New twist on a flu vaccine revs up the body’s army of virus killers | Science News

ADVERTISEMENT

SCIENCE NEWS NEEDS YOU

Support nonprofit journalism

Subscribe now


News

New twist on a flu vaccine revs up the body’s army of virus killers

A vaccine made with a virus genetically tweaked to be quickly detected lets mice survive a lethal infection

By
3:42pm, January 19, 2018
map of flu activity

IT’S HERE  Flu activity is widespread across the county, with 32 states and Puerto Rico reporting high activity (orange to red) as of January 13, according to the U.S. Centers for Disease Control and Prevention.

Sometimes an old fight needs a new hero. With the United States in the midst of a tough flu season — and with evidence from Australia that the current flu shot is only 10 percent effective against the strains responsible for most illnesses — a different approach to flu vaccine development may do the trick.

Vaccines traditionally protect against illness by stimulating antibodies to block viruses. In the case of influenza viruses, this strategy can fall short: Influenza antibodies are specific to one strain, which may not be among the strains causing illness during an outbreak. Instead, researchers developed a flu vaccine that ensures influenza viruses can’t escape the body’s first line of defense, a powerful antiviral system that enlists a cadre of immune proteins and cells.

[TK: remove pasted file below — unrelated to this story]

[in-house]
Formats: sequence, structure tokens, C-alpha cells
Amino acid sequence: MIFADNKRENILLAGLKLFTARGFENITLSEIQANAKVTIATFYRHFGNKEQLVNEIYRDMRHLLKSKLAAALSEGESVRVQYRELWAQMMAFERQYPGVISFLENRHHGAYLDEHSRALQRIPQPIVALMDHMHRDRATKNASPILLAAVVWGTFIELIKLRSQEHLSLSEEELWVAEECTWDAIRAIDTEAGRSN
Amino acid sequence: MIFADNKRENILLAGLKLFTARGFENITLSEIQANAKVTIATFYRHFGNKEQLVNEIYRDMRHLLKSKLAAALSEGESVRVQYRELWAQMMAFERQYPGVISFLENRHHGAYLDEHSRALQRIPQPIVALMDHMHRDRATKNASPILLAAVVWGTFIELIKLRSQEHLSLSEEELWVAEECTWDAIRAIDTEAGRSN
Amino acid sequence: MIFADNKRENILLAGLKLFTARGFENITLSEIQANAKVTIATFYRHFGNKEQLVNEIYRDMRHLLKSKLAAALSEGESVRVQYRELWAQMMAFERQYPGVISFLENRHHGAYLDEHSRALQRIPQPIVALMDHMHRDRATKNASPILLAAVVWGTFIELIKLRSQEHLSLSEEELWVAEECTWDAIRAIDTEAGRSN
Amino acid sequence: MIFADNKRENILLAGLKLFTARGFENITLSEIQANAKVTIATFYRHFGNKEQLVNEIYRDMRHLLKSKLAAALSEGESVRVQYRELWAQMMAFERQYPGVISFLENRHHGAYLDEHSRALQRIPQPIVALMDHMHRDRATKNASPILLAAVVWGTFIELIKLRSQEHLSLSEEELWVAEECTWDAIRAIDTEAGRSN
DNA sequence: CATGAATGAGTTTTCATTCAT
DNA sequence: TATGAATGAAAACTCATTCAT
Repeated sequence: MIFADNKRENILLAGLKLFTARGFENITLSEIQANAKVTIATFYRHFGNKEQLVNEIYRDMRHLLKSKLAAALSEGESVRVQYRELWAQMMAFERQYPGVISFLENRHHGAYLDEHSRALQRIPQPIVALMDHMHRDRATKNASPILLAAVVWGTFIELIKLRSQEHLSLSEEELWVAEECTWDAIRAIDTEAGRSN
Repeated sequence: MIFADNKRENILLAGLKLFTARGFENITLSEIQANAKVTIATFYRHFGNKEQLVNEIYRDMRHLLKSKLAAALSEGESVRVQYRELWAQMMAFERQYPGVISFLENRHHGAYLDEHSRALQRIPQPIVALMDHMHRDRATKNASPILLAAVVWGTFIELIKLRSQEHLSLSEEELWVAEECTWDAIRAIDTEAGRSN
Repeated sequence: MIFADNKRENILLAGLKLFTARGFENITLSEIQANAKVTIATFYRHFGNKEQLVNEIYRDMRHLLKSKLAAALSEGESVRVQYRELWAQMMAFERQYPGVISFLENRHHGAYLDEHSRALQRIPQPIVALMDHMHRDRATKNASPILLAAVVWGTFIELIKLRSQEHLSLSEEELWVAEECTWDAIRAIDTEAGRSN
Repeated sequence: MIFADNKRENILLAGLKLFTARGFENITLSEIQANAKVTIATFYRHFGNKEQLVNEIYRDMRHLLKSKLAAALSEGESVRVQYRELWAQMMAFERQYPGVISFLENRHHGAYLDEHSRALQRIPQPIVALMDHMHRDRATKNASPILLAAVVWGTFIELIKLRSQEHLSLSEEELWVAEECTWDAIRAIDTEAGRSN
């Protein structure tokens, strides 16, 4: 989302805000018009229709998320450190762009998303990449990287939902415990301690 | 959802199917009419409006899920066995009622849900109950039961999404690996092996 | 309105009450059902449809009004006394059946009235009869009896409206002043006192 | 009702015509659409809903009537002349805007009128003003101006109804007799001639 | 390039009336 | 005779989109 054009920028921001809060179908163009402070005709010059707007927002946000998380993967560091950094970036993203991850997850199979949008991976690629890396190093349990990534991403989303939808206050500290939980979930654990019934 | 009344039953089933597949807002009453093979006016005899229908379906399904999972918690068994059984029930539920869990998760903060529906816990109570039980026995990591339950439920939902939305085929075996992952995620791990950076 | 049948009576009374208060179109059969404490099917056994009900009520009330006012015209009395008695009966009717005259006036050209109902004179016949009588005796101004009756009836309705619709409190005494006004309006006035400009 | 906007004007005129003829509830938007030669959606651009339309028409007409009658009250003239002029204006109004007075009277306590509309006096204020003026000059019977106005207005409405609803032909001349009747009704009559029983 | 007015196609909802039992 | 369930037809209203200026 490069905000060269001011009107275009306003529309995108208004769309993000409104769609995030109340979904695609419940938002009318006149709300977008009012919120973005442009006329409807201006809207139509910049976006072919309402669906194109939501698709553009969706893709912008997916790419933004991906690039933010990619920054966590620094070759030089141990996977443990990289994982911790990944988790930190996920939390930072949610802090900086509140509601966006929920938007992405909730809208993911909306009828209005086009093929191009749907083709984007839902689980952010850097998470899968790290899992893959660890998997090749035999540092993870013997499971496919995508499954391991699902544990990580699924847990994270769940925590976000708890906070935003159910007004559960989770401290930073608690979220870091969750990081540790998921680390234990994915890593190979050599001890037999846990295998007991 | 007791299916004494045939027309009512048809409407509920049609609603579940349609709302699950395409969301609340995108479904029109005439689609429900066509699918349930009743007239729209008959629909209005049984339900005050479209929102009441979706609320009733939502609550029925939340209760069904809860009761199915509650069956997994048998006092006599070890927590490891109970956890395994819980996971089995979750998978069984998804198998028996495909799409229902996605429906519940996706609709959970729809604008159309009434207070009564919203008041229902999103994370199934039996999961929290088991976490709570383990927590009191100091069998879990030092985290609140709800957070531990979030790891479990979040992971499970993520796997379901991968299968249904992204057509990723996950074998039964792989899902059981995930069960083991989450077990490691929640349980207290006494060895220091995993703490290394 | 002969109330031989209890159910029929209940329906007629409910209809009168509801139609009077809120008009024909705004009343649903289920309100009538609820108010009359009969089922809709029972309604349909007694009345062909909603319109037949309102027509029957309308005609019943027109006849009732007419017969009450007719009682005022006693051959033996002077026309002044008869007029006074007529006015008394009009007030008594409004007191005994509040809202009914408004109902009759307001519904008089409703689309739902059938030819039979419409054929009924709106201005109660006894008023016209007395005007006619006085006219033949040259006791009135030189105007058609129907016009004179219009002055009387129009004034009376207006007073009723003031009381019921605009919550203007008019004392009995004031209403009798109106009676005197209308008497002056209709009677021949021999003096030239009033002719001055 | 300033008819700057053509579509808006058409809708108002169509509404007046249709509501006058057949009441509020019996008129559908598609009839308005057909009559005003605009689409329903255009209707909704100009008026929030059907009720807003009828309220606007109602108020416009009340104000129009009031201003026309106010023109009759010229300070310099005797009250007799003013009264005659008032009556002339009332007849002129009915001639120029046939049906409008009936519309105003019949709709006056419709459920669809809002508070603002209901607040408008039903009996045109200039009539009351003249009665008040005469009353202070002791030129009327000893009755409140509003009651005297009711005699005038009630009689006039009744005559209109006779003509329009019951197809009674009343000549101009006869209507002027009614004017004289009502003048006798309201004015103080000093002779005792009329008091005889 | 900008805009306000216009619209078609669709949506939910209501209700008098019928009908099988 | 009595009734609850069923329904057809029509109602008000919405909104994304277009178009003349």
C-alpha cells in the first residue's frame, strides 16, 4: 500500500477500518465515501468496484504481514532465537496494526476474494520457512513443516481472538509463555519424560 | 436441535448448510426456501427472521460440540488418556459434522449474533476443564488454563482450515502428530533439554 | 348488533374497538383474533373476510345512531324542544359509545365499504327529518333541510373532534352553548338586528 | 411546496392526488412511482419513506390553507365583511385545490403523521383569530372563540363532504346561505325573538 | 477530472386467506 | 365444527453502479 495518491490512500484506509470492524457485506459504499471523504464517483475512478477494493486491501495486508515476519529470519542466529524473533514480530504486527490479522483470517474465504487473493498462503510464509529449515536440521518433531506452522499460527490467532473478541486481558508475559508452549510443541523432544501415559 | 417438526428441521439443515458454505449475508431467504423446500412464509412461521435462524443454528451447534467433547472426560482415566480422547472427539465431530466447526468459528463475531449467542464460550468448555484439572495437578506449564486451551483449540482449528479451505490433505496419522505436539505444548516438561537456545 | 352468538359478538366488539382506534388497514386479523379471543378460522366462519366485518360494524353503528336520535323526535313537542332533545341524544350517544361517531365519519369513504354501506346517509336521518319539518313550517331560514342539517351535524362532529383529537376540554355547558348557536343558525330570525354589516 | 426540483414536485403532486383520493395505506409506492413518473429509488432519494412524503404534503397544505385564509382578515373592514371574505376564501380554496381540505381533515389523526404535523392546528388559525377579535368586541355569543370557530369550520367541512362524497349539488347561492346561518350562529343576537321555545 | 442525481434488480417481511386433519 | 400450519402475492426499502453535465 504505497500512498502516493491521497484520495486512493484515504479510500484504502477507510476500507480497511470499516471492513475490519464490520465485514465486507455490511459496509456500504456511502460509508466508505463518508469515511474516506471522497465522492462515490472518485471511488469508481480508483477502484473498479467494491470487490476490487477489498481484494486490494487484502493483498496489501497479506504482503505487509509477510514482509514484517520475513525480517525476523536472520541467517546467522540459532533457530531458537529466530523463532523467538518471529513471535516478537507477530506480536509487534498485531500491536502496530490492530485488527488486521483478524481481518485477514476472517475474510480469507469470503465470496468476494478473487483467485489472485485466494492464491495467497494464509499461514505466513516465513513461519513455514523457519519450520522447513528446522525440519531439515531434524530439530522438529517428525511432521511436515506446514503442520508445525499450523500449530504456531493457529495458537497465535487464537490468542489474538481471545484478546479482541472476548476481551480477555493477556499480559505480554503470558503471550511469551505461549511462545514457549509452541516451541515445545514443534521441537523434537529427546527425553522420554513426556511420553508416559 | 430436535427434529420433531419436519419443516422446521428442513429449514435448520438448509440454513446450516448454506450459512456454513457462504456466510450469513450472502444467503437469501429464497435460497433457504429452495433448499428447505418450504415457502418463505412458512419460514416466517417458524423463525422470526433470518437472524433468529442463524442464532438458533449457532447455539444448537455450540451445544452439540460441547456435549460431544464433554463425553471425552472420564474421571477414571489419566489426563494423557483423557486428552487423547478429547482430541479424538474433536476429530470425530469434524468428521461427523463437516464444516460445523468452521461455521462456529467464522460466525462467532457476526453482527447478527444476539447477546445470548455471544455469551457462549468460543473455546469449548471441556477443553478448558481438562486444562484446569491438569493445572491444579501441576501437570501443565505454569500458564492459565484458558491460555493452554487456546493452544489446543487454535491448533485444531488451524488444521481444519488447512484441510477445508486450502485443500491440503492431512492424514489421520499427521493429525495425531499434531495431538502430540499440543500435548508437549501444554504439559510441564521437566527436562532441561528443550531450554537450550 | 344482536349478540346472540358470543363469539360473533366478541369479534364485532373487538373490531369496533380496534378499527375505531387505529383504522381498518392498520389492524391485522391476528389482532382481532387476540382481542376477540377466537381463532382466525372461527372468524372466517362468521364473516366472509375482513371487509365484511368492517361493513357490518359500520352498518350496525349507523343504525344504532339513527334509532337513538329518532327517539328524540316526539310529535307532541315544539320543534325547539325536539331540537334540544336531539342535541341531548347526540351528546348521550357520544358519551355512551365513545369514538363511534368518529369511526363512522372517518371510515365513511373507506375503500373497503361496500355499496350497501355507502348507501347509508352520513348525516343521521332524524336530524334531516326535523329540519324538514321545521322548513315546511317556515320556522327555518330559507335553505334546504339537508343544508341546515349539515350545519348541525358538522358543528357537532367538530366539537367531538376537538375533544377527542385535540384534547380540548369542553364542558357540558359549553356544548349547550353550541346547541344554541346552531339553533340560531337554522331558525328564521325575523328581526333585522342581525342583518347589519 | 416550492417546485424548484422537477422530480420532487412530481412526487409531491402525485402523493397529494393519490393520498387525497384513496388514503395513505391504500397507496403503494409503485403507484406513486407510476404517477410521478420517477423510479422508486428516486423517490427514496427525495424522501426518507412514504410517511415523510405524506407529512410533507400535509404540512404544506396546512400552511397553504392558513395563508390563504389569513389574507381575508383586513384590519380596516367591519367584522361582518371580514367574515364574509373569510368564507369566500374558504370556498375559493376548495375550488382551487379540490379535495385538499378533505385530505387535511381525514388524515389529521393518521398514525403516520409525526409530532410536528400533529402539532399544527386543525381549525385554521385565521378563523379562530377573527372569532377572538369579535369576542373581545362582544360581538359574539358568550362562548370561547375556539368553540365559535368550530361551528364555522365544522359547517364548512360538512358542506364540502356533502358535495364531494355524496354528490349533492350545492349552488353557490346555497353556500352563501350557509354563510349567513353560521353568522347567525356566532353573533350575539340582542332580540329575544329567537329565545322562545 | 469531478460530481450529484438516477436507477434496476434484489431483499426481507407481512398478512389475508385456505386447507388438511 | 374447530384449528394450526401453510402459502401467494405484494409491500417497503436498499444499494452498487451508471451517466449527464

“Because the virus is more visible to the host immune system,” says Ren Sun, a virologist at UCLA, “it stimulates a very strong immune response.”

This article is only available to Science News subscribers. Already a subscriber? Log in now. Or subscribe today for full access.

Get Science News headlines by e-mail.

More from Science News

From the Nature Index Paid Content